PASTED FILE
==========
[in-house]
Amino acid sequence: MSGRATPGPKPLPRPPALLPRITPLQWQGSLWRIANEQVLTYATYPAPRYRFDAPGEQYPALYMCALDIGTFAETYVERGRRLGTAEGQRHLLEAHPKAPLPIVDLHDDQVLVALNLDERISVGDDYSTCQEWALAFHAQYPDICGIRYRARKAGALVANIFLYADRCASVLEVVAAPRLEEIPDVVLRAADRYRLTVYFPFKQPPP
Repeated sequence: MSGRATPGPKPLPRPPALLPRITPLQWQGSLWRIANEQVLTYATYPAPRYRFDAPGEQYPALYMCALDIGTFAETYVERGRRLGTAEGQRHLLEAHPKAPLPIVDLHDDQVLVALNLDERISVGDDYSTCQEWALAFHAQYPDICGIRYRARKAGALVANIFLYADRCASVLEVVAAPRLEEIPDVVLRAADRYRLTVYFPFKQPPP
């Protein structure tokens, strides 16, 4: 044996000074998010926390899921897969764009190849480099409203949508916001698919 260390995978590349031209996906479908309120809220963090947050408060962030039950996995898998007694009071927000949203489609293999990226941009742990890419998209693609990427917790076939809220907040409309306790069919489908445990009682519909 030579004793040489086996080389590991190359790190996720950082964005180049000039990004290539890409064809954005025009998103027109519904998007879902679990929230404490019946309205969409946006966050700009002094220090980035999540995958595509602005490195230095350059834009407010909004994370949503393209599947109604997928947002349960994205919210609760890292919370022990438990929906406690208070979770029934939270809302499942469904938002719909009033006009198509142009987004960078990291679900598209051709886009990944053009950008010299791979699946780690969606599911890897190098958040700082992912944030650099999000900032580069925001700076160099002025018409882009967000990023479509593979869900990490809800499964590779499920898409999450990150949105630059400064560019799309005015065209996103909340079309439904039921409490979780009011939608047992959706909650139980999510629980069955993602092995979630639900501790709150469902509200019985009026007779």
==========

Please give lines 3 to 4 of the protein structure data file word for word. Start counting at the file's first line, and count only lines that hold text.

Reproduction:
Repeated sequence: MSGRATPGPKPLPRPPALLPRITPLQWQGSLWRIANEQVLTYATYPAPRYRFDAPGEQYPALYMCALDIGTFAETYVERGRRLGTAEGQRHLLEAHPKAPLPIVDLHDDQVLVALNLDERISVGDDYSTCQEWALAFHAQYPDICGIRYRARKAGALVANIFLYADRCASVLEVVAAPRLEEIPDVVLRAADRYRLTVYFPFKQPPP
């Protein structure tokens, strides 16, 4: 044996000074998010926390899921897969764009190849480099409203949508916001698919 260390995978590349031209996906479908309120809220963090947050408060962030039950996995898998007694009071927000949203489609293999990226941009742990890419998209693609990427917790076939809220907040409309306790069919489908445990009682519909 030579004793040489086996080389590991190359790190996720950082964005180049000039990004290539890409064809954005025009998103027109519904998007879902679990929230404490019946309205969409946006966050700009002094220090980035999540995958595509602005490195230095350059834009407010909004994370949503393209599947109604997928947002349960994205919210609760890292919370022990438990929906406690208070979770029934939270809302499942469904938002719909009033006009198509142009987004960078990291679900598209051709886009990944053009950008010299791979699946780690969606599911890897190098958040700082992912944030650099999000900032580069925001700076160099002025018409882009967000990023479509593979869900990490809800499964590779499920898409999450990150949105630059400064560019799309005015065209996103909340079309439904039921409490979780009011939608047992959706909650139980999510629980069955993602092995979630639900501790709150469902509200019985009026007779």